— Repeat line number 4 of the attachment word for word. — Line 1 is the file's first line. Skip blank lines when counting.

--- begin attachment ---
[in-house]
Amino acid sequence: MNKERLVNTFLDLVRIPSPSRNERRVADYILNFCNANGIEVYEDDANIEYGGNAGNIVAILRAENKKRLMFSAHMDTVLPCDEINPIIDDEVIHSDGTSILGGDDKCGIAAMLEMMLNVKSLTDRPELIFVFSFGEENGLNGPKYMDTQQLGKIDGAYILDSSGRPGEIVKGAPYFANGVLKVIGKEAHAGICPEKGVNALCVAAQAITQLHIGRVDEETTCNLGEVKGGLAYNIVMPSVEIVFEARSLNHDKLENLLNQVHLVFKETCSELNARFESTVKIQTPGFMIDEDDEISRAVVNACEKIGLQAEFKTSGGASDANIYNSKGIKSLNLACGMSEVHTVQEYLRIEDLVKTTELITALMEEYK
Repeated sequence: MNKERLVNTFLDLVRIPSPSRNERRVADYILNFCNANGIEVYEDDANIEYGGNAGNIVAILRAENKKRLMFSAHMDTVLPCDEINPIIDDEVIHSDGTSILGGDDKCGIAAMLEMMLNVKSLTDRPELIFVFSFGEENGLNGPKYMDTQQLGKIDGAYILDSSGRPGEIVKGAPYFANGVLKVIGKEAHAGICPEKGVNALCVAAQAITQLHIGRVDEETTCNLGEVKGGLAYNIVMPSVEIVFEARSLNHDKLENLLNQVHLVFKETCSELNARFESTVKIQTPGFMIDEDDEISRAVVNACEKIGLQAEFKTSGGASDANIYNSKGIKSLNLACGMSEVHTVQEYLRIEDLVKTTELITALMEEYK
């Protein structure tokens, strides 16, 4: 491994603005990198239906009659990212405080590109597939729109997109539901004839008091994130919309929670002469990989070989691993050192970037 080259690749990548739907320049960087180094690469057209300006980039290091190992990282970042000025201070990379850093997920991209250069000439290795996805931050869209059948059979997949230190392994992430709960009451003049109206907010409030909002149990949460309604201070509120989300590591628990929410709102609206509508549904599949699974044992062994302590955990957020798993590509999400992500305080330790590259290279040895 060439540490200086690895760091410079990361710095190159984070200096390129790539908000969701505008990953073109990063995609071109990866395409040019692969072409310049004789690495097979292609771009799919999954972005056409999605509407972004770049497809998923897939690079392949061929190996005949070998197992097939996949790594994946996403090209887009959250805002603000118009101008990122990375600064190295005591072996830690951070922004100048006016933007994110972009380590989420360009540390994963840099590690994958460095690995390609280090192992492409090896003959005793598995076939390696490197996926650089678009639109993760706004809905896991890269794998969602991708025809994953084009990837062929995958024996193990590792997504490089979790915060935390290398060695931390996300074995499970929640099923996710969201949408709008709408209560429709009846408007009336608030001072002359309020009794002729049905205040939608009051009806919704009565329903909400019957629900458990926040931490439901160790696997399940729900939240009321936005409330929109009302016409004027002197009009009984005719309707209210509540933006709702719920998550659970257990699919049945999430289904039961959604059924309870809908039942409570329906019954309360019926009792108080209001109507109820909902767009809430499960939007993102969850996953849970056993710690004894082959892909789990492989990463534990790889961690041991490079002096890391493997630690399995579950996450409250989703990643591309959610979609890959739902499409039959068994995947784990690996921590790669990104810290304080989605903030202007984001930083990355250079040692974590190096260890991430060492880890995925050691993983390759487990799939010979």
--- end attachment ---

């Protein structure tokens, strides 16, 4: 491994603005990198239906009659990212405080590109597939729109997109539901004839008091994130919309929670002469990989070989691993050192970037 080259690749990548739907320049960087180094690469057209300006980039290091190992990282970042000025201070990379850093997920991209250069000439290795996805931050869209059948059979997949230190392994992430709960009451003049109206907010409030909002149990949460309604201070509120989300590591628990929410709102609206509508549904599949699974044992062994302590955990957020798993590509999400992500305080330790590259290279040895 060439540490200086690895760091410079990361710095190159984070200096390129790539908000969701505008990953073109990063995609071109990866395409040019692969072409310049004789690495097979292609771009799919999954972005056409999605509407972004770049497809998923897939690079392949061929190996005949070998197992097939996949790594994946996403090209887009959250805002603000118009101008990122990375600064190295005591072996830690951070922004100048006016933007994110972009380590989420360009540390994963840099590690994958460095690995390609280090192992492409090896003959005793598995076939390696490197996926650089678009639109993760706004809905896991890269794998969602991708025809994953084009990837062929995958024996193990590792997504490089979790915060935390290398060695931390996300074995499970929640099923996710969201949408709008709408209560429709009846408007009336608030001072002359309020009794002729049905205040939608009051009806919704009565329903909400019957629900458990926040931490439901160790696997399940729900939240009321936005409330929109009302016409004027002197009009009984005719309707209210509540933006709702719920998550659970257990699919049945999430289904039961959604059924309870809908039942409570329906019954309360019926009792108080209001109507109820909902767009809430499960939007993102969850996953849970056993710690004894082959892909789990492989990463534990790889961690041991490079002096890391493997630690399995579950996450409250989703990643591309959610979609890959739902499409039959068994995947784990690996921590790669990104810290304080989605903030202007984001930083990355250079040692974590190096260890991430060492880890995925050691993983390759487990799939010979």